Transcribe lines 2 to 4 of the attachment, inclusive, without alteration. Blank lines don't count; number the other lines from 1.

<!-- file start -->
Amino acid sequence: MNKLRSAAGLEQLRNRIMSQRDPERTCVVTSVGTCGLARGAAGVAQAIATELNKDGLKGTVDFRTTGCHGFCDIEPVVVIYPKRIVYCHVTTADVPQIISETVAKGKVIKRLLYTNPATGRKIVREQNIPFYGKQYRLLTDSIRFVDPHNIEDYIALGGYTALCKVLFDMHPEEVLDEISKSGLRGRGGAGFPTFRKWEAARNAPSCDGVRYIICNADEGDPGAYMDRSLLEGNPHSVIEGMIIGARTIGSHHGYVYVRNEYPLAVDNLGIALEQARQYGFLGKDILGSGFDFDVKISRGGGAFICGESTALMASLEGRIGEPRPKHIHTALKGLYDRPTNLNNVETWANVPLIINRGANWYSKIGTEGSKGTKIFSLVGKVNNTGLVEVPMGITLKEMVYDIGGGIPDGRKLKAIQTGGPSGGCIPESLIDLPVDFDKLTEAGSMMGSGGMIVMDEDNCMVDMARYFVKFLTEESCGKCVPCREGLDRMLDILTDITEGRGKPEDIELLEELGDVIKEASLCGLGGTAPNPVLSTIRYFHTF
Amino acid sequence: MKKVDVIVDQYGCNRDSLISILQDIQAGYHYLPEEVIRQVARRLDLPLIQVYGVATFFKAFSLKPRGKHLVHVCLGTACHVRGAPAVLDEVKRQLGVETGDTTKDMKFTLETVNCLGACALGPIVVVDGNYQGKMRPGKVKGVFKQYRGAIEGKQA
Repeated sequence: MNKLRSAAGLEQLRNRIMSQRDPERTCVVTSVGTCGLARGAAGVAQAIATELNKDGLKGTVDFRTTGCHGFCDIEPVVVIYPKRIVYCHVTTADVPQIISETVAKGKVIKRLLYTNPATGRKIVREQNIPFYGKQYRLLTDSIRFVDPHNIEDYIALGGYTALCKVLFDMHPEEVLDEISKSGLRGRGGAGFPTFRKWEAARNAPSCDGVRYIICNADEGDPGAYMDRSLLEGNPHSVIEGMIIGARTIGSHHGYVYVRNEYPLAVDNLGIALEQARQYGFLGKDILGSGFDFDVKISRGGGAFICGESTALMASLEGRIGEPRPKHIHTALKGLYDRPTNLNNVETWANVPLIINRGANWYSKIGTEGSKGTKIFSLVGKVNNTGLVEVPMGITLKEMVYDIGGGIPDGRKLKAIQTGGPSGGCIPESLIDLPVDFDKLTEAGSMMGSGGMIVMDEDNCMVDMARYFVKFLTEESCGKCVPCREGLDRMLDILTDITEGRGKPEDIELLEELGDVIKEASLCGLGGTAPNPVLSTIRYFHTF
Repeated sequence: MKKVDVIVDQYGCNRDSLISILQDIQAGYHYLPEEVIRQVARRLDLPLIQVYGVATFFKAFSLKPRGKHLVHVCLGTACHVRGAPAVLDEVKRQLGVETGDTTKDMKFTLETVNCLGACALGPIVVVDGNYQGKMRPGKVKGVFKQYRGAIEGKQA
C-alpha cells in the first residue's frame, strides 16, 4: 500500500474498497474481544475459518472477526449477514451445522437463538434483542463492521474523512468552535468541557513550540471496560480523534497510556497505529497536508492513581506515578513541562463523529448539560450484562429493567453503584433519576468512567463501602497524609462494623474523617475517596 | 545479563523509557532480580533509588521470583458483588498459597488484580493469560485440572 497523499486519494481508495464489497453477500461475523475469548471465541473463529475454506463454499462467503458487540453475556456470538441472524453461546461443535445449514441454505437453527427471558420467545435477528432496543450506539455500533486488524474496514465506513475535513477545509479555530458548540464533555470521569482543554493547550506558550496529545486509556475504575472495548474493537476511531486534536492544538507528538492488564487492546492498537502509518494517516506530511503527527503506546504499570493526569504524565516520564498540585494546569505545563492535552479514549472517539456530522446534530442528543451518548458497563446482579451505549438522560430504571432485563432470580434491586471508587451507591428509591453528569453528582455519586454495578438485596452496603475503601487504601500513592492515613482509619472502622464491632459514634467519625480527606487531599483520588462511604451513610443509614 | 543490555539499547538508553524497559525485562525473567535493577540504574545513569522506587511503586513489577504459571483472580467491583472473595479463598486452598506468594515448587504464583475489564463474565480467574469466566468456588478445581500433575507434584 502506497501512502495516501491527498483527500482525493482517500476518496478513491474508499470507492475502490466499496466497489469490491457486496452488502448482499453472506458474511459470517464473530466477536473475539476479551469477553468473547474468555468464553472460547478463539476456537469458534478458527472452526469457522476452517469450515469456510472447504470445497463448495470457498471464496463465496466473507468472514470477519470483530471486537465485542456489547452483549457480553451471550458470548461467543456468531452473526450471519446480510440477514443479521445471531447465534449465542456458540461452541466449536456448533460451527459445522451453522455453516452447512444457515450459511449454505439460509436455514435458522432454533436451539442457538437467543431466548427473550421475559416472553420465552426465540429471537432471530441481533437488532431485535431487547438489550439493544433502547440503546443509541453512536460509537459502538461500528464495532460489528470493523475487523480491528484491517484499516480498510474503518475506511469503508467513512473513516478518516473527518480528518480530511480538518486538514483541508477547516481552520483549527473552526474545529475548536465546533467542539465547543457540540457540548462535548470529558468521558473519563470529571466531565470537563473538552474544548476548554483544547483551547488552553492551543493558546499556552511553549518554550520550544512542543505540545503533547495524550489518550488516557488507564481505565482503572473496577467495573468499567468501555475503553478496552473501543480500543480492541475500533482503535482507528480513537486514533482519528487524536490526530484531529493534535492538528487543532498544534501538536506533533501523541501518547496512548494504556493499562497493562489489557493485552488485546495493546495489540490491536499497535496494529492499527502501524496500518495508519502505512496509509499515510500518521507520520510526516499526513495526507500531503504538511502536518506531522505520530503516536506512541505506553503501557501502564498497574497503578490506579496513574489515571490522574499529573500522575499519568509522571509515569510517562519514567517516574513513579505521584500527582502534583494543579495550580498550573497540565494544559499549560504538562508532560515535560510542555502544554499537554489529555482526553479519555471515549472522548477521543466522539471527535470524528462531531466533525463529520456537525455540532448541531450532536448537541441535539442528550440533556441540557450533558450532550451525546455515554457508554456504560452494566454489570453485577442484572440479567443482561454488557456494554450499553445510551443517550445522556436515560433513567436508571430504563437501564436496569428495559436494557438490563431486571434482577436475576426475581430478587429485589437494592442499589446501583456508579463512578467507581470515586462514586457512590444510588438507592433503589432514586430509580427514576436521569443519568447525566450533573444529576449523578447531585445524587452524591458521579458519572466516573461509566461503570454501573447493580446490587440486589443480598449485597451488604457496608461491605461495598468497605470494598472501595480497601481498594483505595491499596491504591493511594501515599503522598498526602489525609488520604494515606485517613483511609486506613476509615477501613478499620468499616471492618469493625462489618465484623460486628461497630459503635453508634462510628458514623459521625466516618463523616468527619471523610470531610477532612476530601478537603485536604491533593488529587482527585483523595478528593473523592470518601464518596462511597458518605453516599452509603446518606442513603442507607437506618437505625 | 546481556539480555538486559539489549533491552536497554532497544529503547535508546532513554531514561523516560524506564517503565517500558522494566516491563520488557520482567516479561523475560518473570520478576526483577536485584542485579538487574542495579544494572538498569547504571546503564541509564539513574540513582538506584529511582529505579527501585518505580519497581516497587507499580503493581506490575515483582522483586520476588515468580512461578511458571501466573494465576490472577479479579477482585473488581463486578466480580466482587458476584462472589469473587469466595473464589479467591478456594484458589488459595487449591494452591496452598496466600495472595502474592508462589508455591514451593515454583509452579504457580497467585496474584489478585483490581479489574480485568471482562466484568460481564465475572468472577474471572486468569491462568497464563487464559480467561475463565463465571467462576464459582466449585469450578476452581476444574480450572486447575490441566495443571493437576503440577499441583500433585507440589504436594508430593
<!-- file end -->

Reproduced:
Amino acid sequence: MKKVDVIVDQYGCNRDSLISILQDIQAGYHYLPEEVIRQVARRLDLPLIQVYGVATFFKAFSLKPRGKHLVHVCLGTACHVRGAPAVLDEVKRQLGVETGDTTKDMKFTLETVNCLGACALGPIVVVDGNYQGKMRPGKVKGVFKQYRGAIEGKQA
Repeated sequence: MNKLRSAAGLEQLRNRIMSQRDPERTCVVTSVGTCGLARGAAGVAQAIATELNKDGLKGTVDFRTTGCHGFCDIEPVVVIYPKRIVYCHVTTADVPQIISETVAKGKVIKRLLYTNPATGRKIVREQNIPFYGKQYRLLTDSIRFVDPHNIEDYIALGGYTALCKVLFDMHPEEVLDEISKSGLRGRGGAGFPTFRKWEAARNAPSCDGVRYIICNADEGDPGAYMDRSLLEGNPHSVIEGMIIGARTIGSHHGYVYVRNEYPLAVDNLGIALEQARQYGFLGKDILGSGFDFDVKISRGGGAFICGESTALMASLEGRIGEPRPKHIHTALKGLYDRPTNLNNVETWANVPLIINRGANWYSKIGTEGSKGTKIFSLVGKVNNTGLVEVPMGITLKEMVYDIGGGIPDGRKLKAIQTGGPSGGCIPESLIDLPVDFDKLTEAGSMMGSGGMIVMDEDNCMVDMARYFVKFLTEESCGKCVPCREGLDRMLDILTDITEGRGKPEDIELLEELGDVIKEASLCGLGGTAPNPVLSTIRYFHTF
Repeated sequence: MKKVDVIVDQYGCNRDSLISILQDIQAGYHYLPEEVIRQVARRLDLPLIQVYGVATFFKAFSLKPRGKHLVHVCLGTACHVRGAPAVLDEVKRQLGVETGDTTKDMKFTLETVNCLGACALGPIVVVDGNYQGKMRPGKVKGVFKQYRGAIEGKQA